Chatbot Development: Your Guide to Getting It Right

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Another consideration, according to Schneeman, is whether the company will use several chatbots, each developed for specific services, or fewer, more generic chatbots that will handle a wider range of subjects. Some chatbots are extremely focused, designed to answer only a handful of questions, though natural language understanding enables these chatbots to answer these questions asked in different ways (e.g., “What is my balance?”, “How much is my balance?”, etc.). Natural language understanding is critical for chatbot success, Snell agrees. The chatbot needs to be able to understand the various ways questions are posed, using clarifying questions when necessary. The answers to the clarifying questions can be used to further train the chatbot to recognize the initial question for future similar queries.

The advantage to subject-specific chatbots is that they can be trained and ready to go live sooner than a chatbot handling a larger range of issues, says Cheryl Martin, chief data scientist for Alegion. However, these “point” chatbots also must be able to recognize when the customer is asking about a non-core (for that chatbot) subject, then quickly and seamlessly hand off the call to the correct chatbot for the customer’s new query.

“For each one, the overall umbrella is: ‘Is the current state of the conversation something that you know about?’ If the inference is that the conversation should go to another chatbot, then it is routed to that one,” Schneeman says.

But keep in mind that if a chatbot’s capabilities are too narrowly defined, the complexity of managing multiple chatbots can hinder the efficiency of the automation, according to Snell.

“Organizations can overcome this by establishing a long-term business and IT vision,” Snell says. “This vision should consider how chatbots and associated technologies can support business goals far beyond the first deployment. Additionally, businesses should prioritize the curation of a collaborative culture among their employees. At the end of the day, bringing technology out of its silo will only work if the organization isn’t broken into isolated divisions.”

When designing the chatbot, the company has to determine the logic of the message flow—how the message moves from one step to the next, says Jeremy Pollock, principal product manager for PubNub. “It’s important to have a logic layer separate from the chatbot layer. As you move to a conversational approach, you have a bridge from the chatbot to all of the data.”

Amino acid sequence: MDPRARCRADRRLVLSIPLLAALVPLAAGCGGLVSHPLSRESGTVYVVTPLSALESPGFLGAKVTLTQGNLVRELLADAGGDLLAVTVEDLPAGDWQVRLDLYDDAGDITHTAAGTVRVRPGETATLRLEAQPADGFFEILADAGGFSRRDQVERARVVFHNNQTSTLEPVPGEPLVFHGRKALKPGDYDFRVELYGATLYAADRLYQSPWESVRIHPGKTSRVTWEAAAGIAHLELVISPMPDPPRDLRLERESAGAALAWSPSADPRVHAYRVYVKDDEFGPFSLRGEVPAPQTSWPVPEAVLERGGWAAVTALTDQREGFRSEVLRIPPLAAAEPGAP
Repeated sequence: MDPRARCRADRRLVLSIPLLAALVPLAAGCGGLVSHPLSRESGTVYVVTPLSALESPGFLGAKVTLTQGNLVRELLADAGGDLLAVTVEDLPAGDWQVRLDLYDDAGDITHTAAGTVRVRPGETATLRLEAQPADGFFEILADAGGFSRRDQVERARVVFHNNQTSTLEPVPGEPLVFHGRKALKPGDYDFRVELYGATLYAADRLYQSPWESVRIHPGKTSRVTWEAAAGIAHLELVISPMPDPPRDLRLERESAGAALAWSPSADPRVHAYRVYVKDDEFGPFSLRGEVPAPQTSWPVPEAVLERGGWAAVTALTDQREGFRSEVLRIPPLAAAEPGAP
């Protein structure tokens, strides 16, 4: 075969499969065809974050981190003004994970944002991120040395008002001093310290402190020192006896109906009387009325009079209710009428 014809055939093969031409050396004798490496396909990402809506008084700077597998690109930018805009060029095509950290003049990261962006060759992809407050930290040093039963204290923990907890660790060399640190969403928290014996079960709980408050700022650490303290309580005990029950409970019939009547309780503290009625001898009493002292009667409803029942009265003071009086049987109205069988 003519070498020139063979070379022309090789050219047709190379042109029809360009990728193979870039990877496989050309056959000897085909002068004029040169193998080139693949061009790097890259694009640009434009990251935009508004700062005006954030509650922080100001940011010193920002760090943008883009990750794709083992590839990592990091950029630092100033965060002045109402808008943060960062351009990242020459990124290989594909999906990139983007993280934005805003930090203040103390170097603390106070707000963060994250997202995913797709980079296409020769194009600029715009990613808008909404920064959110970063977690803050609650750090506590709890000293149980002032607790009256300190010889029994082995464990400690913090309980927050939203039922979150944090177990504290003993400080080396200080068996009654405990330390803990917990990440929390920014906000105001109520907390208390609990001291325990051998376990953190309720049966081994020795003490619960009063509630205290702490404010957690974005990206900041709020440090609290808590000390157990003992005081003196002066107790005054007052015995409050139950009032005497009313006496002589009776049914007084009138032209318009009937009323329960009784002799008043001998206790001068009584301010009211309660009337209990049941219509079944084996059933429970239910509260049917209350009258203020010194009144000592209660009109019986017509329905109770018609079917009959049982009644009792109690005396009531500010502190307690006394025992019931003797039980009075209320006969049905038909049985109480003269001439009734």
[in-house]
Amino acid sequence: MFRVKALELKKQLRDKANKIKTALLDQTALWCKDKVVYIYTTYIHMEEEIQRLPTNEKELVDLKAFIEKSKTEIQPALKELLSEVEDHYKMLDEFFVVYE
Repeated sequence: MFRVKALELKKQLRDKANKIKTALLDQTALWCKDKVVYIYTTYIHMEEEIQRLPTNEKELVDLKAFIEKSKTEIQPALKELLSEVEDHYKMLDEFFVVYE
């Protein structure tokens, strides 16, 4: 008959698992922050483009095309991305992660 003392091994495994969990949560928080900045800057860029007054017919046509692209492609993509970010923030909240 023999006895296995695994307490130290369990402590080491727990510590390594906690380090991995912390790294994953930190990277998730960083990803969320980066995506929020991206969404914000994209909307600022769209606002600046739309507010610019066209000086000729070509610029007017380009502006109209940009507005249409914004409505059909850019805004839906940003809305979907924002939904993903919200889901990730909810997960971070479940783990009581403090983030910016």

APIs provide the necessary bridge to the data, Pollock explains. “You need to look at how you want to route the messages—the different topics and the different channels that you are going to want to interact with. Topology is very important. You need to understand the usage. You need to identify the most active chat customers.”

It’s also important to understand who will be the most active users of the chatbot and develop a topology that serves them best, Pollock explains.

Integrating Your Chatbot

Many chatbot projects fail because they lack the proper integration with ERP, CRM, or other systems where the underlying data lies, so they can’t provide the requested data, or can handle only very limited requests before they need intervention from a human agent, says Simha Sadasiva, founder and CEO of Ushur. “Most are meant to deflect phone calls. Every time you need human intervention, it is expensive.”

It also impacts customer satisfaction when chatbots fail to do their job or to find someone who can. “You need intelligent automation so that the chatbot can do more than just a simple task,” Sadasiva says. “It needs to do more than just understand what the question is about, but also needs to understand workflow and what the customer is interested in.”

A good chatbot will orchestrate conversations without a lot of IT infrastructure, Sadasiva says. “You need to have intelligence embedded within the chatbot.”

Consider too, that a great conversational self-service solution needs to be integrated with multiple systems of record in order to self-serve across your entire site. By including stakeholders from across the organization, you can better ensure the integrity of each department’s role within the overall customer experience.

Go Live, Collect Data

Once a company goes live with its chatbot, the next step is to continue to collect data from interactions to attempt to improve the chatbot, experts agree.

“Modern companies are always monitoring and measuring,” Schneeman says. “They look to optimize, optimize, optimize and test, test, test. They never stop trying to improve. They are always monitoring and expanding what they can do with their chatbots.”

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